[0103] Prodrugs and active metabolites may also be prepared using techniques known to those skilled in the art or described in the pertinent literature. Prodrugs are typically prepared by covalent attachment of a moiety that results in a compound that is therapeutically inactive until modified by an individual's metabolic system.

[0104] Inclusion complexes are complexes formed by interaction of macrocyclic compounds containing an intramolecular cavity of molecular dimensions with the smaller, pharmacologically active agent. Preferred inclusion complexes are formed from α-, β- and γ-cyclodextrins, or from clathrates, in which the “host” molecules form a crystal lattice containing spaces in which “guest” molecules (e.g., the nitroglycerin and any secondary active agents) will fit. See, e.g., Hagan, Clathrate Inclusion Compounds (New York: Reinhold, 1962). Cyclodextrin complexes of the prostaglandin may be used in order to increase the stability and efficacy of the formulation. Cyclodextrin complexes may be prepared by adding the proper stoichiometric ratio of the prostaglandin to α-, β- or γ-cyclodextrin in an aqueous solvent and then either using as is or lyophilizing to provide a solid clathrate. These complexes are described in Yamamura et al. (1985) J. Chromatogr. 331(2):383-388, Hirayama et al. (1984) Chem. Pharm. Bull. (Tokyo) 32(10):4237-4240, Uekama et al. (1984) J. Pharm. Sci. 73(3):382-384, and Yamamura et al. (1984) J. Chromatogr. 303(1):165-172. Other methods known in the art for forming inclusion complexes may also be used. Prodrugs, active metabolites and other derivatives can be prepared using techniques known to those of ordinary skill in the art and/or using syntheses described in the pertinent texts and literature.

[0105] IV. Dosage and Administration

[0106] The amount and/or concentration of the active agent(s) in any of the aforementioned dosage forms and compositions can vary a great deal, and will depend on a variety of factors, including the type of dosage form, the corresponding mode of administration, the intended release profile, the nature and activity of any secondary active agents, the age and general condition of the individual being treated, the severity of the individual's condition, and other factors known to the prescribing physician.

[0107] Preferred dosage forms contain a unit dose of active agent, i.e., a single therapeutically effective dose. For solutions, gels, creams, lotions, ointments, pastes, foams, etc., a “unit dose” requires an active agent concentration that provides a unit dose in a specified quantity of the formulation to be applied. The unit dose of any particular active agent will depend, of course, on a number of factors. Typically, a “unit dosage” of nitroglycerin that is administered in a single application is in the range of about 0.05 mg to about 150 mg, typically about 0.1 mg to about 30 mg, preferably about 0.2 mg to about 20 mg, and most preferably about 0.2 mg to about 10 mg. The formulation may be administered on an as-needed basis, or on an ongoing basis, for example once, twice or three times daily. Preferably, the formulation is administered on an as-needed basis. The optimal dosage and course of therapy for a given patient can be readily ascertained by those skilled in the art using conventional course of therapy determination tests and taking into account the information provided herein.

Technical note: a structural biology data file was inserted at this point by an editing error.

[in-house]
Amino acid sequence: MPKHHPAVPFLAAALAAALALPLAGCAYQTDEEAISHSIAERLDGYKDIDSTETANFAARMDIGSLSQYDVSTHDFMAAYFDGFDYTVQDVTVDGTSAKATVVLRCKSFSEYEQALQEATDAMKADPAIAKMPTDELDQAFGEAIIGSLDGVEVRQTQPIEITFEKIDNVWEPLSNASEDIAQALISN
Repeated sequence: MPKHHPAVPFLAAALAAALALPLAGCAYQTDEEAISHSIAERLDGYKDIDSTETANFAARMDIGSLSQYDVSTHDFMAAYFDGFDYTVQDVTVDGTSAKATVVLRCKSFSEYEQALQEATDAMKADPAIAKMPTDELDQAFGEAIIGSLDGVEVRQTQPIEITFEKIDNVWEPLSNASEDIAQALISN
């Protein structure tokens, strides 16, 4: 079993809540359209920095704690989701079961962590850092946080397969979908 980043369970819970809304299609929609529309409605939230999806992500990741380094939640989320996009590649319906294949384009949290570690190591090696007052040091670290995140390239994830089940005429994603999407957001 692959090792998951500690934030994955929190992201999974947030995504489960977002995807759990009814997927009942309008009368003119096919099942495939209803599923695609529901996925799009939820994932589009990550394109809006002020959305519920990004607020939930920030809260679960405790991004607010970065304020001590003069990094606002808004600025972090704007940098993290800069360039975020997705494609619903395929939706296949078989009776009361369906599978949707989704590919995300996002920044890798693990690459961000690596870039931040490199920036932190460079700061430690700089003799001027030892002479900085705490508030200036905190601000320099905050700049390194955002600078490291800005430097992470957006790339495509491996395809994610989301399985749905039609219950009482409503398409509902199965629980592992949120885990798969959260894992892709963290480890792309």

[0108] The amount of a particular secondary active agent administered to a given individual will, of course, be dependent on a number of factors as well, including the specific active agent, composition or dosage form, the selected mode of administration, and the like.

[0109] In a preferred embodiment, drug administration is on an as-needed basis, and does not involve chronic drug administration. That is, an immediate release dosage form may be used to administer the drug, such that substantially all of the drug (i.e., greater than 80% by weight, preferably greater than 90%) is released from the composition or dosage form within about 4 hours, preferably within about 2 hours, most preferably within about 1 hour, following administration. With a sustained release dosage form, a single dose can provide therapeutic efficacy over an extended time period in the range of about 4 to 48 hours, typically in the range of about 4 to 24 hours, depending on the formulation. The release period may be varied by the selection and relative quantity of particular sustained release polymers. If necessary, drug administration may be carried out within the context of an ongoing dosage regimen, i.e., on a weekly basis, twice weekly, daily, twice daily, etc.

[0110] V. Packaged Kits

[0111] In another embodiment, a packaged kit is provided that contains the pharmaceutical formulation to be administered, i.e., a pharmaceutical formulation containing a sufficient quantity of nitroglycerin for the treatment of dyspareunia, a container, preferably sealed, for housing the formulation during storage and prior to use, and instructions for carrying out drug administration in a manner effective to treat dyspareunia. The instructions will typically be written instructions on a package insert and/or on a label. The formulation may be any suitable formulation as described herein. For example, the formulation may be an ampoule, capsule, or other dispenser containing a nitroglycerin solution optionally further containing a secondary active agent (e.g., a single use ampoule containing a unit dosage of each active agent), or it may be a tube containing a nitroglycerin cream, ointment, lotion, etc. (again, the formulation may contain one or more secondary active agents, and the tube may be a single use dispenser containing a unit dosage of each active agent).

[0112] It is to be understood that while the invention has been described in conjunction with the preferred specific embodiments thereof, that the foregoing description as well as the examples that follow are intended to illustrate and not limit the scope of the invention. Other aspects, advantages and modifications within the scope of the invention will be apparent to those skilled in the art to which the invention pertains.